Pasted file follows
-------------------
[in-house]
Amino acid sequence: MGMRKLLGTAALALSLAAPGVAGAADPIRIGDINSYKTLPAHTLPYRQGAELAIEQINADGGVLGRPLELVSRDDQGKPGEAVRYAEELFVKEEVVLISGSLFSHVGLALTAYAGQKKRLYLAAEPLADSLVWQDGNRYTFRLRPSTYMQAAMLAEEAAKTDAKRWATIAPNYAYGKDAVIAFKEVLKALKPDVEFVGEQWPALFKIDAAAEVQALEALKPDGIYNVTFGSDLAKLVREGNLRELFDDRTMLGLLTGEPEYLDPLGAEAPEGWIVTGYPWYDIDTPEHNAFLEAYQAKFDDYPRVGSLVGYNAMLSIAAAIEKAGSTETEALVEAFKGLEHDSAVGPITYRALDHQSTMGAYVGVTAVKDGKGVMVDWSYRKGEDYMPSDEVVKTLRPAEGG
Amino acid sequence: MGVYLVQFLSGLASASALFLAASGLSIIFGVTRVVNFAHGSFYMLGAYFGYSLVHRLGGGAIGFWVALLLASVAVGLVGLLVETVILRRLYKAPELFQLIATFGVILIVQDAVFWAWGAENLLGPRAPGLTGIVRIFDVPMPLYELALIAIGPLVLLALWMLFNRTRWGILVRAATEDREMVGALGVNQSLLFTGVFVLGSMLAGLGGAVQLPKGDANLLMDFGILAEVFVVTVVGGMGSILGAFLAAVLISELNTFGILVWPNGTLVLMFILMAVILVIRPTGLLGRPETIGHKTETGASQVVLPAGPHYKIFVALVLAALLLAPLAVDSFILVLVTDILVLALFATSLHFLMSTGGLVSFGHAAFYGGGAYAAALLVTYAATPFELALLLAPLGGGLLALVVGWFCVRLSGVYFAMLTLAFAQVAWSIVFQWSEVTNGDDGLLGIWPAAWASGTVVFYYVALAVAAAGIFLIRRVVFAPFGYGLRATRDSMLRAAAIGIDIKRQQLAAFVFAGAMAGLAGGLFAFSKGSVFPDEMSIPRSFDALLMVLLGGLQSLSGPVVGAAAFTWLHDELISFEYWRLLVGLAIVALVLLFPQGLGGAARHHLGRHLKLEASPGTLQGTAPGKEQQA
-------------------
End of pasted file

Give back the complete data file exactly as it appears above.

[in-house]
Amino acid sequence: MGMRKLLGTAALALSLAAPGVAGAADPIRIGDINSYKTLPAHTLPYRQGAELAIEQINADGGVLGRPLELVSRDDQGKPGEAVRYAEELFVKEEVVLISGSLFSHVGLALTAYAGQKKRLYLAAEPLADSLVWQDGNRYTFRLRPSTYMQAAMLAEEAAKTDAKRWATIAPNYAYGKDAVIAFKEVLKALKPDVEFVGEQWPALFKIDAAAEVQALEALKPDGIYNVTFGSDLAKLVREGNLRELFDDRTMLGLLTGEPEYLDPLGAEAPEGWIVTGYPWYDIDTPEHNAFLEAYQAKFDDYPRVGSLVGYNAMLSIAAAIEKAGSTETEALVEAFKGLEHDSAVGPITYRALDHQSTMGAYVGVTAVKDGKGVMVDWSYRKGEDYMPSDEVVKTLRPAEGG
Amino acid sequence: MGVYLVQFLSGLASASALFLAASGLSIIFGVTRVVNFAHGSFYMLGAYFGYSLVHRLGGGAIGFWVALLLASVAVGLVGLLVETVILRRLYKAPELFQLIATFGVILIVQDAVFWAWGAENLLGPRAPGLTGIVRIFDVPMPLYELALIAIGPLVLLALWMLFNRTRWGILVRAATEDREMVGALGVNQSLLFTGVFVLGSMLAGLGGAVQLPKGDANLLMDFGILAEVFVVTVVGGMGSILGAFLAAVLISELNTFGILVWPNGTLVLMFILMAVILVIRPTGLLGRPETIGHKTETGASQVVLPAGPHYKIFVALVLAALLLAPLAVDSFILVLVTDILVLALFATSLHFLMSTGGLVSFGHAAFYGGGAYAAALLVTYAATPFELALLLAPLGGGLLALVVGWFCVRLSGVYFAMLTLAFAQVAWSIVFQWSEVTNGDDGLLGIWPAAWASGTVVFYYVALAVAAAGIFLIRRVVFAPFGYGLRATRDSMLRAAAIGIDIKRQQLAAFVFAGAMAGLAGGLFAFSKGSVFPDEMSIPRSFDALLMVLLGGLQSLSGPVVGAAAFTWLHDELISFEYWRLLVGLAIVALVLLFPQGLGGAARHHLGRHLKLEASPGTLQGTAPGKEQQA